ON MOMENTUM) "Momentum is important at any racetrack. When you go to an oval you're talking about thousandths of a second. Here you're talking about tenths of a second. Every corner that you run, there is an opportunity to gain time on somebody or lose time on somebody. But, if you can get in that rhythm and your car is driving good at a place like this with it being as hard as it is to pass, sometimes it is a little bit bigger an advantage than at some of the ovals we go to."

"I honestly believe that I did that in turn 10. I felt like I got in the corner real good, but I got in the center of the corner and the car pushed a little bit and started sliding the nose up the racetrack, so I didn't get back in the gas as early as I wanted to. But, I knew that it was critical to try to keep a lot of momentum through turn 10. I got the first half of the corner right. I just didn't get the second half right. But, evidently what we had done up to that point gained us enough time to where when we lost time there it was enough to keep us up front."

ON RACING OTHER PEOPLE IN THE FIELD) "I pay special attention to who is one car in front of me and who is one car behind me. I never worry about anybody after that. You've got to race each person one at a time. It doesn't matter whether it's the '24' or the '31' or who it is. The guy that starts 43rd could be the guy that we're racing at the end of the day, so you've just got to take it one car at a time and not really pay attention to any of them. You've just got to go out and worry more about your race car than you are their race car."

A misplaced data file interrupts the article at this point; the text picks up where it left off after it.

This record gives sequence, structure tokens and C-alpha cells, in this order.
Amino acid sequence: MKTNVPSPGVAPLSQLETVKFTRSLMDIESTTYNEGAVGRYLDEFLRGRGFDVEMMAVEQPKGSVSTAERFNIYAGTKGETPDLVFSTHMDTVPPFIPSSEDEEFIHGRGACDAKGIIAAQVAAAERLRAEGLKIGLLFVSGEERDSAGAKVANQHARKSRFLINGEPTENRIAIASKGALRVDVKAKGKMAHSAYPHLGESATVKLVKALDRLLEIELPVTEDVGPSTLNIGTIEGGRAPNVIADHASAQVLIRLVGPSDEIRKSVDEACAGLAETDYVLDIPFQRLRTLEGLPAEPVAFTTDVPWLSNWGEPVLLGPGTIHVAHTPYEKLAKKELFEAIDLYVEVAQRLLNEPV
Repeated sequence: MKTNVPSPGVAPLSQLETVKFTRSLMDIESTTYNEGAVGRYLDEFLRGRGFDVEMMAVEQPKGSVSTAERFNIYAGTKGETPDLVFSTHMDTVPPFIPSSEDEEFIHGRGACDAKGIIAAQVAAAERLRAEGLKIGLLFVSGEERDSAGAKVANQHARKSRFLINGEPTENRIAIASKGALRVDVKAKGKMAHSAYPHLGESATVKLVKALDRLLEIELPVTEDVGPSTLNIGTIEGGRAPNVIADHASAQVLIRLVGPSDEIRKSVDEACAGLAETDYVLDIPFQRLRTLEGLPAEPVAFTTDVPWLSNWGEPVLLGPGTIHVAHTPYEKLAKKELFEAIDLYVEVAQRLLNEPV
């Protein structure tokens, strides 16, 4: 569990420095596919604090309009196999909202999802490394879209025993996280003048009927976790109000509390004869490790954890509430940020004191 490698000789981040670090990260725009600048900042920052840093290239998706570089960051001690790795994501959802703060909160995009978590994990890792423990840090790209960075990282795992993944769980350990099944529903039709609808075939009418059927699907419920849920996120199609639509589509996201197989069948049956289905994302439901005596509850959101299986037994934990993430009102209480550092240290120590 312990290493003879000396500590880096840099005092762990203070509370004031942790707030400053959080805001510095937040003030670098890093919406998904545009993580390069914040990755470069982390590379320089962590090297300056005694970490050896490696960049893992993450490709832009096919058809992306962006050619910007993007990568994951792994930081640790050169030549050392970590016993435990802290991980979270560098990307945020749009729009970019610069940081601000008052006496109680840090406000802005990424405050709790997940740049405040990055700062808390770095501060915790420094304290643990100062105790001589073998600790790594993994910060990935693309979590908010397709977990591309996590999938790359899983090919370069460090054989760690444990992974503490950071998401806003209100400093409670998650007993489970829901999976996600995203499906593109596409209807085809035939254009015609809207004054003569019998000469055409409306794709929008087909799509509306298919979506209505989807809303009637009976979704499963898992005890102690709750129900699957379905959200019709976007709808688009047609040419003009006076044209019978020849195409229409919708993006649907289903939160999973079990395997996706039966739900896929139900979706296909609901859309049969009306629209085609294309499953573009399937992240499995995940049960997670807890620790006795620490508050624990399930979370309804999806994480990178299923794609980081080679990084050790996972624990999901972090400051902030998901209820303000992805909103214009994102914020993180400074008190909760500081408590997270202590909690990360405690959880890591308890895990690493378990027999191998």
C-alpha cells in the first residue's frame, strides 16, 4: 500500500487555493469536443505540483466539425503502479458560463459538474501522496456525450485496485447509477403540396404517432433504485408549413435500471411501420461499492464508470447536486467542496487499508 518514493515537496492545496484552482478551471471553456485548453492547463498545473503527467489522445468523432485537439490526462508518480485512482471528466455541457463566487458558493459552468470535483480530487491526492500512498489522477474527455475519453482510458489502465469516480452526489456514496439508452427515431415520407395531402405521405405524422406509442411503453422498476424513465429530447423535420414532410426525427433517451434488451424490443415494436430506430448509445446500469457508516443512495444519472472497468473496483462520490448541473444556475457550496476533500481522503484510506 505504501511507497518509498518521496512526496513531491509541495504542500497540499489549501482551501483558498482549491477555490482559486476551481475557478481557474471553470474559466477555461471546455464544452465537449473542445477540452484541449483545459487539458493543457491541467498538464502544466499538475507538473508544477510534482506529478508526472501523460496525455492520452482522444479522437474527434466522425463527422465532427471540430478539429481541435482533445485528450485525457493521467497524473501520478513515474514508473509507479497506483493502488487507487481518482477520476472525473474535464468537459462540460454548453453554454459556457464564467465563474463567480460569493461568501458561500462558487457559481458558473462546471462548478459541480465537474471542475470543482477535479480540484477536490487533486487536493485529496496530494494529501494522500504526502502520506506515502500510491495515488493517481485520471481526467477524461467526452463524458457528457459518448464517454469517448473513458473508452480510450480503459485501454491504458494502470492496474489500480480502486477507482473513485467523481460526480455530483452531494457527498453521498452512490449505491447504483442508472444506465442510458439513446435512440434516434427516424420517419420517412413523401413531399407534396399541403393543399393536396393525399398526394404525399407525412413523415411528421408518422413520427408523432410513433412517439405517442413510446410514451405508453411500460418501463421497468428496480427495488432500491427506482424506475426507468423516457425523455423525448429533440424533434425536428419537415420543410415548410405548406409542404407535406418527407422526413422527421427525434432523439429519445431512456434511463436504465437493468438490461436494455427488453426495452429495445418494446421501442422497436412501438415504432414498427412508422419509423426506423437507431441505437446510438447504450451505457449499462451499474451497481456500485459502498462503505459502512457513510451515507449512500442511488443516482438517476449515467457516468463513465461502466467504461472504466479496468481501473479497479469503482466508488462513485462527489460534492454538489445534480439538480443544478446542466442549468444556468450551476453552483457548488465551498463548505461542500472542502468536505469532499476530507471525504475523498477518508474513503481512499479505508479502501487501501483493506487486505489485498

ON ROBBY GORDON RACING A LAPPED CAR LAST YEAR NEAR THE END OF THE RACE) "That's why he lost the race, too, because he was worrying. He shouldn't have been messing with him to begin with. That's why he lost the race. He gave us the race last year. He didn't wrap it up in a bow or anything nice like that, but that is basically what happened."

ON PACING YOURSELF DURING THE RACE) "Sunday you have to make sure you're not overdriving the race car. You can't run qualifying laps lap after lap or you're going to wear your tires out and you're going to wear the brakes out.

"You have to just kind of settle into a little more conservative pace to where however many laps a projected fuel run is, you have to plan ahead that that is how long you're going to have run on that set of tires. You've got to figure out what it takes to be fast from the start of that run to the end of that run, and be the most consistent through the run versus somebody that is going to go out and run really hard for five laps, but then really fall off the pace and struggle the last two thirds of the run. You just have to kind of settle into a rhythm that is comfortable, that's not abusing the race car."